It doesn’t look quite as intimidating as the “Bachman Mill” in GRAVEYARD SHIFT... at least, not on the outside... but it's not hard for me to imagine that the place must look like a death-trap on the inside. In the short story, King describes it like this:
“The bulbs couldn’t banish the twelve-year darkness; it could only push it back a little and cast a sickly yellow glow over the whole mess. The place looked like a shattered nave of a desecrated church, with its high ceiling and mammoth discarded machinery that they would never be able to move, its wet walls overgrown with patches of yellow moss, and the atonal choir that was the water from the hoses, running into the half-clogging sewer network that eventually emptied into the river below the falls.”
GRAVEYARD SHIFT captures that sense of a cavernous ruin, like the rotting corpse of some giant mythic creature, permeated by water and pale artificial light. Much of the credit, I suppose, should go to production designer Garry Wissner, who would later oversee the gloomy aesthetics of SEVEN (1995) and the pilot for the TV series MILLENNIUM. Cinematographer Peter Stein, who achieved a similar urban gothic aesthetic in the previous year’s PET SEMATARY, should also get a nod for the off-kilter camera angles that make the mill look so imposing from the outside and so vast from the inside. Bachman Mill is the kind of place that I had nightmares about as a kid. It’s a place that you enter willingly, just to prove that you can, only to find that you can’t get out the same way you came in. Desperately, you wander deeper and deeper into the belly of the beast, and soon come to realize that the place simply goes on forever. In the film, the characters descend into a “sub-basement” (the term alone makes me nervous) that might as well be the pits of Hell.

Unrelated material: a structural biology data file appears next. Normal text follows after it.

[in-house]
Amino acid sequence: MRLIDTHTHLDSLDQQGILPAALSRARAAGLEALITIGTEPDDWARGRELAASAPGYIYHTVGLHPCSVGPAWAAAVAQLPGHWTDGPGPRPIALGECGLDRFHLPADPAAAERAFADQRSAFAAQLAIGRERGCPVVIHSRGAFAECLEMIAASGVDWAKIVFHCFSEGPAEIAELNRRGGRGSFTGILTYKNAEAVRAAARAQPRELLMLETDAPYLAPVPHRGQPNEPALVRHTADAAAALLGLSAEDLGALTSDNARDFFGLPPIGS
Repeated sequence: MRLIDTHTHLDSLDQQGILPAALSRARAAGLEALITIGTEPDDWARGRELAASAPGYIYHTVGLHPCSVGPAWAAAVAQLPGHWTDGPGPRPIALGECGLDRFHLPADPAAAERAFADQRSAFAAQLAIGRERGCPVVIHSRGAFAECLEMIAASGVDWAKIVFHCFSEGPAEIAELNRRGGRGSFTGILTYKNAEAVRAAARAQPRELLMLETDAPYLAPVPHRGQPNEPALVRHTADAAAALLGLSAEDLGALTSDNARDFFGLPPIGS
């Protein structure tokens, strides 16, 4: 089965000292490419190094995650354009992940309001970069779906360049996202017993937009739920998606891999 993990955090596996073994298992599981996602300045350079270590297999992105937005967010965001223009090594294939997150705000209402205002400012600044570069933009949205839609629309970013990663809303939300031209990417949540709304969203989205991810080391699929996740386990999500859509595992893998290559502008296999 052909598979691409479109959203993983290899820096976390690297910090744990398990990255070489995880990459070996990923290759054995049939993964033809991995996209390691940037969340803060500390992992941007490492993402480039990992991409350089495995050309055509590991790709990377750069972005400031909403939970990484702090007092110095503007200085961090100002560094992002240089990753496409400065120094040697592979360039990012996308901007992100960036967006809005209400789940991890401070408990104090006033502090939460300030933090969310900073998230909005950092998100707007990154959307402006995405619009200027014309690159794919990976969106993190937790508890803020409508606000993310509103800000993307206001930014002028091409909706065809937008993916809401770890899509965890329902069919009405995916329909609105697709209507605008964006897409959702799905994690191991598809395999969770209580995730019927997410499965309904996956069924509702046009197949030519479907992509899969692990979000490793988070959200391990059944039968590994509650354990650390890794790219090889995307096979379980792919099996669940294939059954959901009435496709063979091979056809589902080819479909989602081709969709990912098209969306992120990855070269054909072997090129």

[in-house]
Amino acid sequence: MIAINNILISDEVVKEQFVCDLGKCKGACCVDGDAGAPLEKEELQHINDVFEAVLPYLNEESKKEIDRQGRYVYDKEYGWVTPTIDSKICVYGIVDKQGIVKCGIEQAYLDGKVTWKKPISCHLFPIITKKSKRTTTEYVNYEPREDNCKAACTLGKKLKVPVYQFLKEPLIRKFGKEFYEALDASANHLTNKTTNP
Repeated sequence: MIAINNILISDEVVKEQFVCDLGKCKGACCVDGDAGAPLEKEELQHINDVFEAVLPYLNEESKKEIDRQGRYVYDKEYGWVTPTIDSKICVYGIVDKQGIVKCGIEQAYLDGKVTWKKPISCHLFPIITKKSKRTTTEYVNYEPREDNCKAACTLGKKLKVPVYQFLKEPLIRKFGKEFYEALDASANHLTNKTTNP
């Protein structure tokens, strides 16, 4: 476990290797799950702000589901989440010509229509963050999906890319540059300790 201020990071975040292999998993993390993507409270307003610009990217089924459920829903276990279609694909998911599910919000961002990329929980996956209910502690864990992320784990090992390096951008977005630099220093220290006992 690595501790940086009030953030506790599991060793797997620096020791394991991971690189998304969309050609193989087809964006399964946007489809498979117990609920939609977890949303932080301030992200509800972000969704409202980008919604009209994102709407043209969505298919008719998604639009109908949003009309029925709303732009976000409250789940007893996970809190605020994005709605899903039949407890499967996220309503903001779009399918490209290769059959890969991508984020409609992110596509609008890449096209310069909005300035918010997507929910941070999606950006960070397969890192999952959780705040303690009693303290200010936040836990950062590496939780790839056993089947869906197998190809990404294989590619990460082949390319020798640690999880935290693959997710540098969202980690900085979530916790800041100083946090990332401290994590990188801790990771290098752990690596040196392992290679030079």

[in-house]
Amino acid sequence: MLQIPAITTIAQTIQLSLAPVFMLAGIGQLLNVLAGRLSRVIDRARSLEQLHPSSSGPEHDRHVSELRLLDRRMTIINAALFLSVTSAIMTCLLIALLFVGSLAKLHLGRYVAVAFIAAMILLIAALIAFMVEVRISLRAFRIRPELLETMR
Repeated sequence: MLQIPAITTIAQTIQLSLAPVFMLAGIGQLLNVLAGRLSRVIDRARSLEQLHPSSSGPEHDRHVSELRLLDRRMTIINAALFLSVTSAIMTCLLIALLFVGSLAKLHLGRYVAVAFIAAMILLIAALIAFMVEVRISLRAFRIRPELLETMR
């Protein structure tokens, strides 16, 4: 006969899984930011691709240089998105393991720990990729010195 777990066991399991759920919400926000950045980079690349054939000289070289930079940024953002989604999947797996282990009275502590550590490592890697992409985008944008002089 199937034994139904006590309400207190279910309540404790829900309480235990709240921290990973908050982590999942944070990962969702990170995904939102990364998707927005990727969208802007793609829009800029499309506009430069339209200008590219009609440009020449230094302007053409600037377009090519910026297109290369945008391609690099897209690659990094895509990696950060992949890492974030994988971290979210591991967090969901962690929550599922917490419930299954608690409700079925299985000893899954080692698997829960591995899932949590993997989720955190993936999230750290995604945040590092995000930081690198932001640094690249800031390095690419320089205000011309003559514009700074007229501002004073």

What they find down there in the third act of the film is, in my mind, the missing link between ALIEN (1979) and THE DESCENT (2005). In fact, until I re-watched GRAVEYARD SHIFT last night, I didn't remember how much the mutant rat-bat creature resembles Giger’s alien (minus its protective shell), or realize that I had scenes and shots from THE DESCENT mixed in my memory with scenes from this earlier film. Now, I can’t imagine that Neil Marshall didn’t take some inspiration from GRAVEYARD SHIFT. And I’m a little bit bummed that the writer and director of this film haven’t gone on to bigger and better horror flicks.
I assume that director Ralph S. Singleton got the GRAVEYARD SHIFT gig based on his work as a producer on PET SEMETARY. Since 1990, he’s had a very respectable career as a producer and production manager, but he hasn’t directed another feature. Writer John Esposito recently did a MASTERS OF HORROR episode (RIGHT TO DIE, for director Rob Schmidt), a segment of the horror anthology film THE THEATRE BIZARRE, and an entire season of THE WALKING DEAD webisodes (co-written with the great Greg Nicotero), so maybe his star is on the rise. Certainly, as a horror fan, I’d welcome more experiments like GRAVEYARD SHIFT -- films where tone, setting and characterization prevail. There's no question that the rat-bat creature in this film plays second fiddle to the mill itself. And maybe that’s the secret to adapting Stephen King... No filmmaker (especially in this CGI-dependent era) can hope to build a monster as terrifying as the one in the reader’s imagination. What they can do is build the perfect environment for it.
Labels: Stephen King